Kevin Ball has good reason to be proud of the effort his team put into the game against Liverpool. Everyone expected us to lose and we did. But we were not as second best as 1-3 suggests and key decisions went against us for the first two Liverpool goals. All the same, that’s one point from six games with Man Utd up next. This is how Bally saw it …
The atmosphere around the Stadium of Light last night was not that of a club in crisis writes Malcolm Dawson. Mind you when I arrived outside the ground an hour before kick off it was obviously typical of a League Cup fixture – quieter than Bishop Auckland on a Friday night when the bouncers outside the pubs outnumber the punters within. Surprisingly perhaps there was little talk of Di Canio’s departure, player power or possible incoming coaches. It seemed to me that those inside the ground were hoping that a decent performance would erase the memories of the dismal start to the season. There was a decent turn out too of Posh supporters on a mizzly September evening – more than Fulham brought. Pete Sixsmith was there too.
A WEIGHT OFF THE SHOULDERS
It was a cup tie and it was against a team who were two divisions below us, but there was a palpable sense of relief at the SoL last night as a predominantly British team shrugged off Peterborough United to make it into the last 16 of the Football League Cup.
Relief at the fact that the owner had taken action to arrest a situation which was looking critical if not terminal even after five games; relief at the fact that we have not stampeded into a quick appointment and are happy to look at several candidates while leaving the first team in the very English hands of Kevin Ball.
Nobody that I spoke to was anything other than pleased that the mercurial Italian had left. The players were welcomed with warm applause, particularly O’Shea and Larsson, who are reputedly the ones who led the delegation to Margaret Byrne. They looked like men who had had a huge weight taken off their shoulders.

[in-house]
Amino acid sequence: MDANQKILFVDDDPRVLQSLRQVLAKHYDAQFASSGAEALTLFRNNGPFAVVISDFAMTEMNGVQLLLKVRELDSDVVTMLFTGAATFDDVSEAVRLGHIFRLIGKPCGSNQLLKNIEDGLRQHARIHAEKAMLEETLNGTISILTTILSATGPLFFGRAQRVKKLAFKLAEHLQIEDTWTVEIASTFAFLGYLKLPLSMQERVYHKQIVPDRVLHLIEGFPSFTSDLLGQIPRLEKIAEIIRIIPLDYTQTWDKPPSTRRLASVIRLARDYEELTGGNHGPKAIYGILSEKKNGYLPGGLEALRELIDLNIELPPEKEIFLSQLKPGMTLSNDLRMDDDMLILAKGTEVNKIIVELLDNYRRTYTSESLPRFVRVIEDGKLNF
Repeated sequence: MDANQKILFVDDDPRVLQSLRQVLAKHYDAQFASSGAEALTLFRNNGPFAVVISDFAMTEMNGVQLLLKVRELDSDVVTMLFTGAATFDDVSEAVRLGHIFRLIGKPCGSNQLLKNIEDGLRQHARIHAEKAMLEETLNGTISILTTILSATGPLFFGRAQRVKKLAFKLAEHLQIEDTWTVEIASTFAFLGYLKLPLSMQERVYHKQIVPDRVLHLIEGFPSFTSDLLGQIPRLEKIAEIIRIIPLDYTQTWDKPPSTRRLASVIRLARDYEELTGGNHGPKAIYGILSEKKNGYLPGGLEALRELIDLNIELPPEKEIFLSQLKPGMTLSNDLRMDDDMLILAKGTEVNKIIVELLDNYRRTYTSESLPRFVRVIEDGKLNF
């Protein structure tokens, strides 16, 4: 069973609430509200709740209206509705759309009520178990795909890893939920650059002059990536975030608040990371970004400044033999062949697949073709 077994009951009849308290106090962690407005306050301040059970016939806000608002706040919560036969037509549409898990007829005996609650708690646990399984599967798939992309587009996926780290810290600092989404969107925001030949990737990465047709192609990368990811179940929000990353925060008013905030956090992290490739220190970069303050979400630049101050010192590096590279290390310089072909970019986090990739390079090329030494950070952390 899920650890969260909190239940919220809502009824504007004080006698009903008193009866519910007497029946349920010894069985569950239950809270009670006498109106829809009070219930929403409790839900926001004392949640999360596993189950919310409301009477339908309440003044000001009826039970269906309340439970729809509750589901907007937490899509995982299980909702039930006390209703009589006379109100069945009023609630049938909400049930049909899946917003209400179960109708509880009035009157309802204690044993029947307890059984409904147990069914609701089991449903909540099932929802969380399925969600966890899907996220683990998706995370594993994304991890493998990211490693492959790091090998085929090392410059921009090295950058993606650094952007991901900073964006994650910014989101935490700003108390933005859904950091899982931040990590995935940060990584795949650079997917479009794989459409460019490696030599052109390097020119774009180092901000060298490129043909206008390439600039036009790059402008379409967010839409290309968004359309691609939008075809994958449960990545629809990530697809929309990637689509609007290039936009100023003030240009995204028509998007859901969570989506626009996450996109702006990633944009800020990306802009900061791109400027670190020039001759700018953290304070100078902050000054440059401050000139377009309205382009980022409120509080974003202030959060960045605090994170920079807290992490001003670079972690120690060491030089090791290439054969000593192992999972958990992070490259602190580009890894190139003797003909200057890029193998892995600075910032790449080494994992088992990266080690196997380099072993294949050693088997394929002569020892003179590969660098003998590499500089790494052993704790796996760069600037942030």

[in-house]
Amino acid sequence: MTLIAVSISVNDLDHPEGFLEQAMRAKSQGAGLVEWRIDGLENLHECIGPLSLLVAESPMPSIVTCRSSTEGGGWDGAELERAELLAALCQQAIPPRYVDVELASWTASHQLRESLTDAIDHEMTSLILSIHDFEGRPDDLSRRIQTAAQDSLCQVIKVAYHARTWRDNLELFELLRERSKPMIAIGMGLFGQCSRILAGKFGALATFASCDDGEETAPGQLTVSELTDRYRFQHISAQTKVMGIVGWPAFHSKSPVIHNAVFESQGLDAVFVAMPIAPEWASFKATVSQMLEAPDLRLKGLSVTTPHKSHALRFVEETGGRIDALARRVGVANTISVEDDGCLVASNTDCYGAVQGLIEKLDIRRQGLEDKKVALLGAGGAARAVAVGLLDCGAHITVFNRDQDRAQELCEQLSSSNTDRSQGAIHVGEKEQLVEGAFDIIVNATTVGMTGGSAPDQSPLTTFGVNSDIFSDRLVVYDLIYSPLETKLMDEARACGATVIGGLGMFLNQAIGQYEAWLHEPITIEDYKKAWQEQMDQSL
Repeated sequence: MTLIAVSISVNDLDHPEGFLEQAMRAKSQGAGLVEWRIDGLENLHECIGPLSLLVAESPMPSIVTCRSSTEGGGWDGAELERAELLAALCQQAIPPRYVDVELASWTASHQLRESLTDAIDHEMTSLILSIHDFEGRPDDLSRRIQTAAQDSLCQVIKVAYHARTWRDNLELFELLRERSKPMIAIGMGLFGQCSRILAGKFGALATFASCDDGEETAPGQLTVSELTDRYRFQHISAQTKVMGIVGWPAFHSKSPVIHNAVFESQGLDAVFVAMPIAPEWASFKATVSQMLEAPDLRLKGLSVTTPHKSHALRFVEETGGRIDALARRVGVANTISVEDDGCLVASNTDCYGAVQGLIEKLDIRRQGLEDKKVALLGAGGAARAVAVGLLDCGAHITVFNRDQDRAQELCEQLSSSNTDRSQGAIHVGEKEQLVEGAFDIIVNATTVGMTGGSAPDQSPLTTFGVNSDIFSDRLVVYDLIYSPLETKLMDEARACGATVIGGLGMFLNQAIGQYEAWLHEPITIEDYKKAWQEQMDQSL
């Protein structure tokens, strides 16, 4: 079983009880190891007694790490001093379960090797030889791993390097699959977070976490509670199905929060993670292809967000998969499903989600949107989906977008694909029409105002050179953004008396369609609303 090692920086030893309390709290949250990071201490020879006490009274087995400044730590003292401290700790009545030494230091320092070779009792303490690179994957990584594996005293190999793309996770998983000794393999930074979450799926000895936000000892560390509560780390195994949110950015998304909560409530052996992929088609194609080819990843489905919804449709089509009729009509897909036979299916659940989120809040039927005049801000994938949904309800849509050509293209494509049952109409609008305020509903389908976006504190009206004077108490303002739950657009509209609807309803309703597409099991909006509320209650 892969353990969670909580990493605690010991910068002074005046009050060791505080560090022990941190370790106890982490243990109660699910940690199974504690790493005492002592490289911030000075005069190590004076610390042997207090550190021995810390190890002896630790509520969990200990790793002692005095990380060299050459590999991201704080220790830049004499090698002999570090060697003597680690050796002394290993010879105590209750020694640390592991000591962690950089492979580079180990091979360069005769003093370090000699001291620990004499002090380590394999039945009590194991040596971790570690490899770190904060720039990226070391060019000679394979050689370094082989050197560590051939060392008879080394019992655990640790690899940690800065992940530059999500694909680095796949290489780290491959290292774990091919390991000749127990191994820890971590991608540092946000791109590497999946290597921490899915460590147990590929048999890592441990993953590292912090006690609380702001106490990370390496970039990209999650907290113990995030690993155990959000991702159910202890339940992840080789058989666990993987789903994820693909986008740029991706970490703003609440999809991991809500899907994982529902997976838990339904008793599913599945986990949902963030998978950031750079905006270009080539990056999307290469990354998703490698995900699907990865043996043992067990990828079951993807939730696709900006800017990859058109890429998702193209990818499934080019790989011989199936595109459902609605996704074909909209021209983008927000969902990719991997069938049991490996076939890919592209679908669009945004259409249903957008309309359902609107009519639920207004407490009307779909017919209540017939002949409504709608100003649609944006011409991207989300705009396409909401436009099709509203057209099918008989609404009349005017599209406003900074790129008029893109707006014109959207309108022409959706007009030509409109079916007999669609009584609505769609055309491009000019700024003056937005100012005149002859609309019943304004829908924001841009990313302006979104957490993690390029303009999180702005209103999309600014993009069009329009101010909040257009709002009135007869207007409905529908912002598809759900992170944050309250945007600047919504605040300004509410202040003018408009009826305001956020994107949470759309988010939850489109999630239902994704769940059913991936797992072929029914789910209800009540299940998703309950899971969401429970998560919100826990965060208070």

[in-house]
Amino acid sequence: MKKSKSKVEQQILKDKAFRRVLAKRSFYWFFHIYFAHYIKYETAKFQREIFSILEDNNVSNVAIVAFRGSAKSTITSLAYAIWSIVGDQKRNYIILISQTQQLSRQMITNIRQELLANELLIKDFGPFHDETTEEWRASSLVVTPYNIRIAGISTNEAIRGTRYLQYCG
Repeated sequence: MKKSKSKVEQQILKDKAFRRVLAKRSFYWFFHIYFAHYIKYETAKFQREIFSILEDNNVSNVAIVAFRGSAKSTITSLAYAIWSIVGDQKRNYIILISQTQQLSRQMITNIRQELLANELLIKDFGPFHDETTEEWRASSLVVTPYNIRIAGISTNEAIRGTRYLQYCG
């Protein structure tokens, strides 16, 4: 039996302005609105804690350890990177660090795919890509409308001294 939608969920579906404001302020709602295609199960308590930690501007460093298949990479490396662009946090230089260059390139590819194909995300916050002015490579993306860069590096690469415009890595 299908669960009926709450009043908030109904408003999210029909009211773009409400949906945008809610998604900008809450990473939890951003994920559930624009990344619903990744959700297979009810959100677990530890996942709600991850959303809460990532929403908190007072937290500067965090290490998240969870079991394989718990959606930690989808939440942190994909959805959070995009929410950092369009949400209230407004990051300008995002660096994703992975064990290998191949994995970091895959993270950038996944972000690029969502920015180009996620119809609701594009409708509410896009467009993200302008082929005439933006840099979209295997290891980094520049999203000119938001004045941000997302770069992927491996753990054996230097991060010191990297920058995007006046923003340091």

It would be wrong to describe the 90 minutes that followed as a sparkling performance. Some of the team were rusty, hardly having played this season. Others were desperate to impress and maybe tried too much. But they won, are in the next round and looked like a better team than past results have indicated.
Cattermole had an immediate impact, sitting deep and winning the ball before moving it forward. At times, he reminds me of a parks player, constantly chasing the ball and then giving it away. But he played one exquisite through ball to Giaccherini in the 32nd minute, which saw the excellent Italian put us ahead.
Ball played him behind Altidore, in the role in which we always hoped Sessegnon would excel. He looked a very good player last night, quick, sharp and with the ability to create his own space. This one could work and his celebrations when he scored indicated that he had played a considerable part in ensuring that Di Canio was queuing at the Alitalia desk on Monday morning.
Another who looked quietly impressive was Ki, who does simple things well and also has the ability to create his own space. However, he let himself down with a nasty challenge on Lee Tomlin, raking his foot down Tomlin’s Achilles and putting the Posh’s most influential player out of the game after 10 minutes. Altidore worked hard, as always, and was unlucky with a thumping shot that hit the post in the first half and Johnson was always a good outlet on the left. He put in a wonderful centre for Roberge to head home to wrap the game up, having earlier curled one just round the post.
So, no embarrassment to a team below us in the pyramid and a feeling that players and crowd were united in the face of adversary. We go into Sunday’s game against Liverpool with a win under our belts and that sense of relief that a bully has been beaten and that there is the potential of salvaging the season and getting some points on the board.
Kevin Ball has said that he wants the job. He has done well with the Under 21’s – but so did Ricky Sbragia. Whoever takes over has to be vetted carefully and has to have either the credentials or the potential to make quick progress. Poyet seems to be in a strong position and could be an interesting appointment. I suspect that Tony Pulis or Alex McLeish will not be popular with fans, but they are honest and reliable men. I like the cut of Eddie Howe’s jib and he has done well at Bournemouth and I gather he was on the Everton short list in the summer.
Whoever it is has a decent bunch of players to work with, and more importantly, a group of players who have shown that they do care about the club and their own professional reputations. Talk of player power is nonsense – as Martin Smith said on Total Sport, if they didn’t care about the club they would just say they were injured and pick up their salaries as Angeleri and a few others have done over the years.